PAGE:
This record is being processed for inclusion into GeoRef. It may not yet have been indexed, given a translated title, or checked by a GeoRef editor.
Do remediation experts have what it takes to explain empirical uncertainty?
Get full text
|Author Affiliations:||Primary: |
University of Technology, Institute for Sustainable Future, Sydney, N.S.W., Australia
|Volume Title:||Remediation (New York, NY)|
|Source:||Remediation (New York, NY), 28(1), p.73-86. Publisher: John Wiley & Sons, New York, NY, United States. ISSN: 1051-5658|
|Note:||In English. 114 refs.; illus., incl. 6 tables|
|Summary:||Words matter in risk communication, and experts' choice of words is critical when remediation risks are being explained to nonexperts. In risk communication studies, communication gaps between experts and nonexperts are investigated but there is lack of primary research. An Australian project addresses this shortcoming through research into communication about the risks of contaminated land remediation, and this paper provides some of its findings. Seventeen experts completed a questionnaire about the meaning of some scientific terms, and analysis found that they have capacity to improve communication through their selection and use of language. When experts undertake risk communication, the language they use may increase or reduce communication gaps. When the topic is uncertainty about health risks, communication gaps about the extent of uncertainty may reduce the effectiveness of social engagement, leading to unintended consequences such as cost overruns. This situation makes for a good case study since remediation is about benefit as well as risk, and communication about benefit, while desirable, may not always be achievable. The study suggests how to improve risk communication by exploring the accuracy, clarity, and depth of expert language. It identifies attributes of language that can bridge gaps in knowledge and understanding and characterizes them as integration mechanisms. These are defined as knowledge forms and mental processes that support cooperation between different epistemic communities to achieve mutually agreed outcomes. Two integration mechanisms are suggested. Bridging content addresses communication gaps through the selection of content (what knowledge is selected). Bridging process addresses communication gaps through the use of language (how knowledge is explained). Bridging content and bridging process can be expressed through cognitive and experiential platforms, or a blending of both, so whether words are positioned in the science-based or mental model of risk communication, a utility value can be found in their quality, whether reflected by accuracy or the power to communicate meaning. Abstract Copyright (2017), Wiley Periodicals, Inc.|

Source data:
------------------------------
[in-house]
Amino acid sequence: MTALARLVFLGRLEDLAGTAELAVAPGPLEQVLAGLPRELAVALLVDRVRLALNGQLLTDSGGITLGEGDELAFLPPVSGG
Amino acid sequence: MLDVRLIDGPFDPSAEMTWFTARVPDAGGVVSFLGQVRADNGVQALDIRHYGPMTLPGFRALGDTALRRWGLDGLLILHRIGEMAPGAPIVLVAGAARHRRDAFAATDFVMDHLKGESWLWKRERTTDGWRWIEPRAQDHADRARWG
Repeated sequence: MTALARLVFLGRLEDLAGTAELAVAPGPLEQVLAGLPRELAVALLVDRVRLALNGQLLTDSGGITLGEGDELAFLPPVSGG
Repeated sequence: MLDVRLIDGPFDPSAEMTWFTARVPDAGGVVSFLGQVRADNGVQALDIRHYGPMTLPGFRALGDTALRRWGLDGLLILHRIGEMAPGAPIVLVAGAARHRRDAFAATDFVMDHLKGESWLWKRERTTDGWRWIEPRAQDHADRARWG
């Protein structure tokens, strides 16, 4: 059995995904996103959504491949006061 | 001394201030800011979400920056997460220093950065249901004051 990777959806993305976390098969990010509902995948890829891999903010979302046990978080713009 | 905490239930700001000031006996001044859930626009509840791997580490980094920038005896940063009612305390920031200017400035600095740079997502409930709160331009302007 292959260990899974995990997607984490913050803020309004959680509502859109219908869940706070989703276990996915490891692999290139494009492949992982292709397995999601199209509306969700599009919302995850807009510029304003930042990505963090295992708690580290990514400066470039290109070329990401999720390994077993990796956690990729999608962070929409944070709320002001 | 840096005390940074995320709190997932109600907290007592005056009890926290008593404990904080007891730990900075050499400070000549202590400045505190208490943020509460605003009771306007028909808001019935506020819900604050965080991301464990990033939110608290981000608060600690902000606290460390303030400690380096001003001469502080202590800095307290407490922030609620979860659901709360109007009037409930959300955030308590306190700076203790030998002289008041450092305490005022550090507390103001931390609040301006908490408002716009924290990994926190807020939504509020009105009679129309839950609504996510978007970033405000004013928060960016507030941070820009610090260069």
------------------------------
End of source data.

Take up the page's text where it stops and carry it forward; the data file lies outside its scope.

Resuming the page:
|Subjects:||Aromatic hydrocarbons; Case studies; Chlorinated hydrocarbons; DDT; Decision-making; Decontamination; Halogenated hydrocarbons; Hydrocarbons; Insecticides; Land use; Mitigation; Organic compounds; Organochlorine pesticides; Pesticides; Policy; Pollution; Polycyclic aromatic hydrocarbons; Public health; Regulations; Remediation; Risk assessment; Risk management; Toxic materials; Toxicity; Uncertainty; Australasia; Australia; New South Wales Australia; Sydney Australia|
|Copyright Information:||GeoRef, Copyright 2021 American Geosciences Institute. Reference includes data from John Wiley & Sons, Chichester, United Kingdom|
No Tags, Be the first to tag this record!